This document describes the schedule for the class project. The
primary deliverable for this project is the final report, which is due
on the last day of instruction, May 5. Along the way, there are a
series of milestones at which you will turn in drafts of the final
The most important thing to understand about this process is that the
document you turn in at each stage of this process is a draft of the
final report. At each stage, you will add new material and revise the
existing material, possibly removing material that is no longer
Your final report will go in your portfolio, so
the target audience should be someone who is familiar with
the material of the class, but who may not be familiar with the
specific organization and vocabulary of this class.
You can use any document-preparation software you like, but
you will need to generate a final report in a format appropriate
for archiving, preferably Postscript or PDF.
Here is the schedule of deadlines:
- March 4: Project proposal.
- March 18: First refinement
- April 8: Second refinement.
- April 22: Draft of final report.
- May 5: Final report due.
- May 16: Expo
We will have some time in class for people to present project ideas,
with the goal of getting suggestions from the class and possibly
finding people with similar interests to work with. You can also post
messages on the class mailing list, firstname.lastname@example.org, either looking for people or ideas.
Your proposal should be a short document (1-2 pages) with answers
to the following questions:
- Who's in your group?
- What's the goal of the project?
- What techniques will you be using (workload characterization,
measurement, modeling, analysis, simulation, implementation,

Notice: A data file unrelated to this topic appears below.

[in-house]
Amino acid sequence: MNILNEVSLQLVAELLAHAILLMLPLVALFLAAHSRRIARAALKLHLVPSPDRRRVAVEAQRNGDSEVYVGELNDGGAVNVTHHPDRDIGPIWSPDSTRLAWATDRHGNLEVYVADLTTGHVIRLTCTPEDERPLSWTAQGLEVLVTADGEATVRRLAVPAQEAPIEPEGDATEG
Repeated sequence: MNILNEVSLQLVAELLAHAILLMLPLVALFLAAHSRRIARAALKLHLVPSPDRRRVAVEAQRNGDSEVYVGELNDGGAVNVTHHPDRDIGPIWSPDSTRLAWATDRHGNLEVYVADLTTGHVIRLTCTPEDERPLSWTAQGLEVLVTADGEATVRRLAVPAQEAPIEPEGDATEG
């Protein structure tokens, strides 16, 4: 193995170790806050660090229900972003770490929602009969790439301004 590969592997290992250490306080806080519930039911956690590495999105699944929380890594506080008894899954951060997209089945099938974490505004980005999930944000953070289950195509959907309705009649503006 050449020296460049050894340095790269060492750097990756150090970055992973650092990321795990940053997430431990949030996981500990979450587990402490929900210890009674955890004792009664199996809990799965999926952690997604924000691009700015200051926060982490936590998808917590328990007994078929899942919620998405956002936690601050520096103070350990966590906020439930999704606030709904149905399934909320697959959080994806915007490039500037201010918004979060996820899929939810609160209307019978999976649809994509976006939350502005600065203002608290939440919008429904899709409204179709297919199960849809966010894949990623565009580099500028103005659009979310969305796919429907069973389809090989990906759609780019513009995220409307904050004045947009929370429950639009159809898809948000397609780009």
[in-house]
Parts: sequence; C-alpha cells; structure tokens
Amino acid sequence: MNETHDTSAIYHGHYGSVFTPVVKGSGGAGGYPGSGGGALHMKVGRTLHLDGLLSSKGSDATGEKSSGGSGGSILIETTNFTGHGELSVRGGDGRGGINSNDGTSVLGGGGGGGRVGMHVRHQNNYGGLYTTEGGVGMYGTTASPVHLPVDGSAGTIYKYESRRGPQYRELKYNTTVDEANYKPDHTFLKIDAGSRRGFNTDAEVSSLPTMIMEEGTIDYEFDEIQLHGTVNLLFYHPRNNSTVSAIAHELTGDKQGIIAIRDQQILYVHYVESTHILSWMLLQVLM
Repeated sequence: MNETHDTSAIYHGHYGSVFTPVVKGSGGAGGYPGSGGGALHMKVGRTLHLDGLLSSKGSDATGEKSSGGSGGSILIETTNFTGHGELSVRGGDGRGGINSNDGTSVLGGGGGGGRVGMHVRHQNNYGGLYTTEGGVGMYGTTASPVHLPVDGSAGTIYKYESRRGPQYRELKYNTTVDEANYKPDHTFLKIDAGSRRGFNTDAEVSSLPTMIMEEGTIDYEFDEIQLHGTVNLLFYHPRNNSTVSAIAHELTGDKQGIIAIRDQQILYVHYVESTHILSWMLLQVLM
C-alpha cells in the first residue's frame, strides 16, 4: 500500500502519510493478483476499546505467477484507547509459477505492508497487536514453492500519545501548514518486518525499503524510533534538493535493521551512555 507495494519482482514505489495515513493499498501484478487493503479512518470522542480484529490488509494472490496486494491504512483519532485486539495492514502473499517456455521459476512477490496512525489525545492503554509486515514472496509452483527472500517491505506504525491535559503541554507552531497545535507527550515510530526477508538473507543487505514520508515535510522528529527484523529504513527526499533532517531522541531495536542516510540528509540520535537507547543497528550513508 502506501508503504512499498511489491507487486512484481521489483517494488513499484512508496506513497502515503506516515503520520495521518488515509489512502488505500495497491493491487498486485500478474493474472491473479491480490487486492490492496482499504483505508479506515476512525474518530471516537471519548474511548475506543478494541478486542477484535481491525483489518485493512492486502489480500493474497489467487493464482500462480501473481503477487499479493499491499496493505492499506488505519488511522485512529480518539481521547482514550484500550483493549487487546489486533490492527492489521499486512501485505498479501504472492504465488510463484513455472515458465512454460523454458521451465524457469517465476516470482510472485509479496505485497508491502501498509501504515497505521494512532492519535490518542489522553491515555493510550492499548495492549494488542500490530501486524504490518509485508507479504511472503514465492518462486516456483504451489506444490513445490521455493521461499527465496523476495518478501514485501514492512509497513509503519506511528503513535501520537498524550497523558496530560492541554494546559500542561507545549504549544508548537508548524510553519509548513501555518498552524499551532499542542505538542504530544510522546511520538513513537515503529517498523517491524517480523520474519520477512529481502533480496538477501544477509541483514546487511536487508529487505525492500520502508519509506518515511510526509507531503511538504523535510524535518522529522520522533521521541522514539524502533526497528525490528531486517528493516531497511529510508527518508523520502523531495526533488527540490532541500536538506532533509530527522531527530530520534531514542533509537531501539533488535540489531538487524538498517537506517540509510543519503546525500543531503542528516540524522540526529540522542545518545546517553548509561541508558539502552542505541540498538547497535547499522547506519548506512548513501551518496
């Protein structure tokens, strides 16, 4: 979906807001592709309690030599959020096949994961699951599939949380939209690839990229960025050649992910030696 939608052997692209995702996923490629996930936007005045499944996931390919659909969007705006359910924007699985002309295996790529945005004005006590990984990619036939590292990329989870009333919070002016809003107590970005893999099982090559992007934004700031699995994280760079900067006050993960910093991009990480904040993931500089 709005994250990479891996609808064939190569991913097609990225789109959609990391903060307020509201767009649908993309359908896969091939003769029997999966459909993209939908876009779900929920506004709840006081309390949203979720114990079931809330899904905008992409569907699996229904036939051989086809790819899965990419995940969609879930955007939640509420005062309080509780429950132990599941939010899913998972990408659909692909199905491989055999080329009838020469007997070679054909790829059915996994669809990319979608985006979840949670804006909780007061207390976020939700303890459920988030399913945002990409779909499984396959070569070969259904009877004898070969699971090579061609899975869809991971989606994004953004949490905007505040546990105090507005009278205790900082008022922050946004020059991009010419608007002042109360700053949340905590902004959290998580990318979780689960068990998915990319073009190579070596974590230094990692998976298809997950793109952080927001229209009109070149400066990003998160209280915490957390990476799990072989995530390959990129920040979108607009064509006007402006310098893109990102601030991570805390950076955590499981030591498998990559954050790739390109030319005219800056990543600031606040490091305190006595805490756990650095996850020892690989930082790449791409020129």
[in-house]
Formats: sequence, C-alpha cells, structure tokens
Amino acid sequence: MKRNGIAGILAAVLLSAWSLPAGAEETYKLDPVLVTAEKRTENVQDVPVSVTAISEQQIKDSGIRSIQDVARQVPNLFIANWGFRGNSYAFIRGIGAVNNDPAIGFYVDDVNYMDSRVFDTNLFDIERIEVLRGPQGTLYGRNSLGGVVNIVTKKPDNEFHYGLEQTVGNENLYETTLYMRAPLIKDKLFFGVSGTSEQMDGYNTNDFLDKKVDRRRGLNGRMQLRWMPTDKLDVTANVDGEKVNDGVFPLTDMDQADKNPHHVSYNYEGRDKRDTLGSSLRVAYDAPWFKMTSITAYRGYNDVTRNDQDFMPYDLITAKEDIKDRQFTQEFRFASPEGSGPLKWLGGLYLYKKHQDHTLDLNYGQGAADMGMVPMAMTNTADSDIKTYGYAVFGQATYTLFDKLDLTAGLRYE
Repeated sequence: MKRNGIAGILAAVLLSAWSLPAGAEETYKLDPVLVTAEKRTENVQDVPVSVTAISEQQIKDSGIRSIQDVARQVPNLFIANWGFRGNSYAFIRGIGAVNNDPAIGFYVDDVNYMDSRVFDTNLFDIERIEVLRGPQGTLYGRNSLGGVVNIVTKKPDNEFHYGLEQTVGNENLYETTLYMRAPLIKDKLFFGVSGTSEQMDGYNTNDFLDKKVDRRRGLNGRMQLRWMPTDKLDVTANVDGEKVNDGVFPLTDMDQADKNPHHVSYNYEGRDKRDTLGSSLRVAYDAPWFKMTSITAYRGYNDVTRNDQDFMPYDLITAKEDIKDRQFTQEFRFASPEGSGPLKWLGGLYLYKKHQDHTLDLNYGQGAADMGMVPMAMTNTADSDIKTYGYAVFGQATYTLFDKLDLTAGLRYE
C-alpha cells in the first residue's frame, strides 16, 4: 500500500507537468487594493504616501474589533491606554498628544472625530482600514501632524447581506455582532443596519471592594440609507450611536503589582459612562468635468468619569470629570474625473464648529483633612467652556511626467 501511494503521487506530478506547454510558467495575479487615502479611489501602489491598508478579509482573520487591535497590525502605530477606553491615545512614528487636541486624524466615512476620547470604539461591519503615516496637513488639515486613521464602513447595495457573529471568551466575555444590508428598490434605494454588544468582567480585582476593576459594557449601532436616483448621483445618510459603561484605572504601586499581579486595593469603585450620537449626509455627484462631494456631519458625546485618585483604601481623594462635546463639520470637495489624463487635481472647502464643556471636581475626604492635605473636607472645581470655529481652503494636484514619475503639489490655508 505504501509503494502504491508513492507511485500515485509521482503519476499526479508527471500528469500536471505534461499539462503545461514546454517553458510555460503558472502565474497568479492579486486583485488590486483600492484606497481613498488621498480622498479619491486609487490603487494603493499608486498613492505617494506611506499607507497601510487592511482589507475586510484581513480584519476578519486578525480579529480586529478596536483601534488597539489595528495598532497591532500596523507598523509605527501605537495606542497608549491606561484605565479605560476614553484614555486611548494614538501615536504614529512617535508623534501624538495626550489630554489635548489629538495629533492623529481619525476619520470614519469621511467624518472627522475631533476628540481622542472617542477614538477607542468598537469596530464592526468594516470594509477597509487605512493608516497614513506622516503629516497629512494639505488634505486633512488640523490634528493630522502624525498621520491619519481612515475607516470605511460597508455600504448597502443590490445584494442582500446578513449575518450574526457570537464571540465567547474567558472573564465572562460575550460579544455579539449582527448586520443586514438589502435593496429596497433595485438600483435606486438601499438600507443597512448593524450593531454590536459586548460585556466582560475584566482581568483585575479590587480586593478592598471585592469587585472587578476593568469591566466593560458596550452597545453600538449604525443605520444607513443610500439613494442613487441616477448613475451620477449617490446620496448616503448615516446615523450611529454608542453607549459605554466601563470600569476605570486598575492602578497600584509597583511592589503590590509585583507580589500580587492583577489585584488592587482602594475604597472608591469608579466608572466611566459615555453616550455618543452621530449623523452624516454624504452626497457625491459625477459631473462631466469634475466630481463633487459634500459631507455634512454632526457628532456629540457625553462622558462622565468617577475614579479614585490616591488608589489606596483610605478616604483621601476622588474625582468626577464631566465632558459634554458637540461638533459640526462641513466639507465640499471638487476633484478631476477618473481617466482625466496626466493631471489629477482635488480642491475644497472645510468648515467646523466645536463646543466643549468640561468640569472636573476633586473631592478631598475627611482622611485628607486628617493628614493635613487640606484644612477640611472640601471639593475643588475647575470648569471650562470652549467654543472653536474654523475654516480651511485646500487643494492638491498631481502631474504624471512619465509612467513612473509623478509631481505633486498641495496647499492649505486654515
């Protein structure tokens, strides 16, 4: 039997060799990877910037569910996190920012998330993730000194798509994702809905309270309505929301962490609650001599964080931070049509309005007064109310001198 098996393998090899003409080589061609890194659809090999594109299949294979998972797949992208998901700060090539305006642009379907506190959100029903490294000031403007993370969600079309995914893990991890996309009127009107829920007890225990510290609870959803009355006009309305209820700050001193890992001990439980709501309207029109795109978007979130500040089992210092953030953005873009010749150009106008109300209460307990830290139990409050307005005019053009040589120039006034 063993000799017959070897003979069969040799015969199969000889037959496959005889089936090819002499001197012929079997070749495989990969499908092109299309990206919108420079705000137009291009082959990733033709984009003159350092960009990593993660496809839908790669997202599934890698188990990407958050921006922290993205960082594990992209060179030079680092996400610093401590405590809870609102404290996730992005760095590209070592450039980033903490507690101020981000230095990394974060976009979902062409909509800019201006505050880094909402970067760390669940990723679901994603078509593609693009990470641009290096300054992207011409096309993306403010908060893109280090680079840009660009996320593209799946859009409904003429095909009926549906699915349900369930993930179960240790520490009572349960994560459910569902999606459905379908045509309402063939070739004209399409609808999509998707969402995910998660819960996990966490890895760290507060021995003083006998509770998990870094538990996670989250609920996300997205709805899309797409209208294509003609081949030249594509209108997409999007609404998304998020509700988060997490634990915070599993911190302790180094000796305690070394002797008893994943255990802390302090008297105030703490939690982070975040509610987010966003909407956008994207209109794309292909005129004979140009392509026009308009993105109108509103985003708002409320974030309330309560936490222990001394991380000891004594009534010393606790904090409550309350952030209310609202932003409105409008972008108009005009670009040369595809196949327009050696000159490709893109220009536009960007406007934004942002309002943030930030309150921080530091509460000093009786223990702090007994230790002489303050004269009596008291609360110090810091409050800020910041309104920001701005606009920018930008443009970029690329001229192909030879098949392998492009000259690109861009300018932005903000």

- What's the minimum/maximum deliverable?
- What's your first step?
- What's the biggest problem you foresee or question you
need to answer to get started?
You should turn in one copy of your proposal for each project group.
A note on style: The documents you turn in at various stages do not
have to be complete, or polished, or formatted beautifully. But
please don't take that as a license to make them incoherent, or
verbose, or silly. You should try to present your ideas clearly and
concisely, with the goal of producing a final report that you would be
proud to show to the outside world.
You can think of the project refinements as both status reports and
drafts of the final document.
Here is a process I recommend:
- After you turn in your proposal, I will discuss it with
your group, and you may want to make changes.
- For each refinement, you should be able to add 1-2 sections
to the report, and you might be able to outline the rest.
- As you obtain results, I recommend incorporating them into the
report fairly early. You might find that when you explain your
results in writing, you notice errors or see additional opportunities.
- If there is information from a previous refinement that is
no longer true or no longer relevant, you should edit or remove it.
- At the end of each refinement, please include a section
named `Future Work' that describes what you plan to do next.